Parliament Speaker: Georgia invasion “not alarming enough” for democratic world

Georgia's Parliamnet Speaker: "Without NATO Georgia will despair from the map.”, 08 Apr 2014 - 14:24, Tbilisi,Georgia

If countries continue to illegally invade sovereign countries and violate international laws without punishment, these acts will be repeated over and over again.

This is the belief of Georgia’s Parliament Speaker, who spoke out against Russia’s invasion of Georgia in 2008 at the Eastern Partnership Speakers of European Union (EU) Parliaments Conference.

Usupashvili did not blame anyone but believed the occupation of Georgia in 2008 was "not alarming enough” for the democratic world to take notice and learn important lessons.

Georgia’s Parliament Speaker voiced his concern at an inter-parliamentary cooperation session within the Eastern Partnership in Vilnius, Lithuania, today.

He emphasized that if any country went against international law and were not punished, global order would go into disarray, and if those countries would continue to violate global rules and the same situation "would be repeated again and again”.

"After Russia’s military intervention in Georgia in August 2008, the world somehow decided to live with Russia, who was not implementing treaties or agreements, including President Sarkozy [who] facilitated the agreement about peace in Georgia,” Usupashvili said in reference to the peace deal between Russia’s then-President Dimitry Medvedev and French President Nikolas Sarkozy.

"I believe it should not be repeated and we Georgians are glad to see our Ukrainian friends are getting more and support in this difficult time.”

Usupashvili highlighted that Georgians did not want to be "a problem for the rest of the world but a world partner”, because he believed any violation of international law or breach of internationally recognized borders was not the problem of one country but a global issue.

"EU - a destiny of Georgia”

Describing the political situation of Georgia, Usupashvili reminded the conference attendees that Georgia had not changed its course of international development after the 2012 elections despite difficulties, problems and skepticism from "Georgia’s friends in Europe”.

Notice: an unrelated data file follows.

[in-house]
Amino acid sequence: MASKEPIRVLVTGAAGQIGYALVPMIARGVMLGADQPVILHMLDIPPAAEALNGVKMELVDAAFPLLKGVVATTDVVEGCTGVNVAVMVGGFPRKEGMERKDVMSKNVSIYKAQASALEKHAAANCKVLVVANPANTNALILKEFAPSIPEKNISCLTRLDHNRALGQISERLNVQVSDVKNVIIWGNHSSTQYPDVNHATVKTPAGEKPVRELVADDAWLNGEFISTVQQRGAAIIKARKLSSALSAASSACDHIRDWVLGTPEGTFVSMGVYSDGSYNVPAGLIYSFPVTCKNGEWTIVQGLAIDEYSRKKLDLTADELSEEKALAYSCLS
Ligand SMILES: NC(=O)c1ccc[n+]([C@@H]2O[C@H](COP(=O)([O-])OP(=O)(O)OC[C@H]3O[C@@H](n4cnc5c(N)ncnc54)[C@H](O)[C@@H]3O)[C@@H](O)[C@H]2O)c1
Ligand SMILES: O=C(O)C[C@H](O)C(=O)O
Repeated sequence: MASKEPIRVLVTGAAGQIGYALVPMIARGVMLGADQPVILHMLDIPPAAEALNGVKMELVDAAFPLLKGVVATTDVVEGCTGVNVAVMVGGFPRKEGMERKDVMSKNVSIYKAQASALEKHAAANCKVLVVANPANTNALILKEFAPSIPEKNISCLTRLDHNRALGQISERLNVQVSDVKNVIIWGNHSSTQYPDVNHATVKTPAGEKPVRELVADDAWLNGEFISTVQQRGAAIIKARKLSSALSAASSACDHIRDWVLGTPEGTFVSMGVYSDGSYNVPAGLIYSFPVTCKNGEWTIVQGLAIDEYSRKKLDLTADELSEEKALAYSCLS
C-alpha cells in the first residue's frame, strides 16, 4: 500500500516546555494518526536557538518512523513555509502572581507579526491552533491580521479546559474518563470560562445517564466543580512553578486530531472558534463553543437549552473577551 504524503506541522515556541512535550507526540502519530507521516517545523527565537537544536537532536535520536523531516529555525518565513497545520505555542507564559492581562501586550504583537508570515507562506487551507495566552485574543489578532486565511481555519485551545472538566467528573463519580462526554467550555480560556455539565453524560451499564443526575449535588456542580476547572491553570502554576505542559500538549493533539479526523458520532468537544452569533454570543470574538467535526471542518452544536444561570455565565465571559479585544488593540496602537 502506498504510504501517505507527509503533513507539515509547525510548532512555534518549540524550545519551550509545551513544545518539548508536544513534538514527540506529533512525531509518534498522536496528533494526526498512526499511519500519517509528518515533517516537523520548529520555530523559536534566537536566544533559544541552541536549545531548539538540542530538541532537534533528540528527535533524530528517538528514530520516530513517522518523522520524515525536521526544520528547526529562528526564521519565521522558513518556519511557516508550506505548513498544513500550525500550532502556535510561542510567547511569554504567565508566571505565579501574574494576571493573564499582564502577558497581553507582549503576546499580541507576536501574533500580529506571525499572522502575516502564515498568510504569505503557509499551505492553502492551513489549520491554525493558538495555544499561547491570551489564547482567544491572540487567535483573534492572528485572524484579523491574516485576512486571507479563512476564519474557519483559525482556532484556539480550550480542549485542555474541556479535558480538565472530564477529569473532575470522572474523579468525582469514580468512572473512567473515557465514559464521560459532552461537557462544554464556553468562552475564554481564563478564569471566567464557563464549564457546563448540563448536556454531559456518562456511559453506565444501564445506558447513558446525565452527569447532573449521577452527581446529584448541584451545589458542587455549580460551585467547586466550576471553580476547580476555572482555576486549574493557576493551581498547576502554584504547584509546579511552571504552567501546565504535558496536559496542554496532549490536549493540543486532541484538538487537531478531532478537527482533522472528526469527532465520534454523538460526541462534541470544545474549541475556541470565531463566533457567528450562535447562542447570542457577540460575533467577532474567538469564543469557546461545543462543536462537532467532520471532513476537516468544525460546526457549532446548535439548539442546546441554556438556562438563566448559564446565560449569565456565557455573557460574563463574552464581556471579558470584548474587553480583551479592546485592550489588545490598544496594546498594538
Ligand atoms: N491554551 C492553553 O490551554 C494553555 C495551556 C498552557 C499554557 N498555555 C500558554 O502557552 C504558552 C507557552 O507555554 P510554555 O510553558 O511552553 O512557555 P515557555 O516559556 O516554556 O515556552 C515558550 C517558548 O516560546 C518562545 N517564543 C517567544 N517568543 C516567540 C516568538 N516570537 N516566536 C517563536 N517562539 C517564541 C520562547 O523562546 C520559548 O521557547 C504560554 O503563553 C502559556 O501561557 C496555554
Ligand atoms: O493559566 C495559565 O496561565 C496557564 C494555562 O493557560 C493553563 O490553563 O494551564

Usupashvili also mentioned that the political parties represented in Parliament debated with each other about whether or not to join the EU or Russia, and who was more pro-NATO and ‘more European’.

Usupashvili called Georgia’s European and Euro-Atlantic integration "a destiny of local people”.

"…we were taken out from the European development by the force. And now we just want to come back, therefore, I must let you know that there is not such question whether Georgia is a European country, a European state or if Georgia is a European nation. We are the Georgian country, European country, and we are a European state,” he said.

Usupashvili stressed that EU membership was not an issue for Georgia at this moment.

He praised the success of Easter Partnership (EaP) initiative said it did not matter how many countries were preparing to sign the Association Agreement and how many were not planning on signing it.

"The very fact that this issue has become so important between the democratic world and Russia indicates that this was the right projects,” he said.

Usupashvili believed the "weapons and armies could guaranty peace only until the next war”.

"The guarantee of peace is democracy forever,” he said.

Usupashvili argued the world needed to increase its efforts in terms of spending, time and energy to be directed to the democratization of neighbouring countries, including Georgia.

"The mission of creating Georgian democracy has not been even completed. But we are going in the right direction. We would like to increase the freedom of Georgian people and in that regard your help is essential. This is the direct we spend most of our efforts,” he said.

"Without NATO Georgia will disappear from the map”

Usupashvili explained to session participants that "without NATO protection Georgia would disappear from the map and that could happen very soon”.

He argued for the world leaders to do everything possible "to come up with a creative decision [to alleviate the problem] during the NATO 2014 summit in Wales”.

While discussing the risks of Georgia’s NATO integration, Usupashvili said Georgia was taking a risk and if it made steps towards NATO, this could annoy Russia and they could make further aggressive steps to stop this action.

"There is such risk in this direction … but then we need the answers to other kinds of risks including what we are going to do if Georgia becomes the next target. And I don’t think that this is only about Georgia or our security,” Usupashvili said.

"I believe this is about whether Europe will have free access not only to south Caucasus but the central Asia and region beyond or not,” he said.

On the up side, Usupashvili promised the Eastern Partnership Speakers of European Union (EU) Parliaments that Georgia would become a more reliable and predictable partner.

"We understand that we have to coordinate all our decisions with the EU. And we see this readiness from your side. We see this climate and spirit during this conference as well. I will go [back] to my country with more enthusiasm that solutions will be found and Georgia will become closer to Europe,” Usupashvili stressed.

He also believed Russia would become a democracy as well.

"This will be the long term solution of this problem,” he said.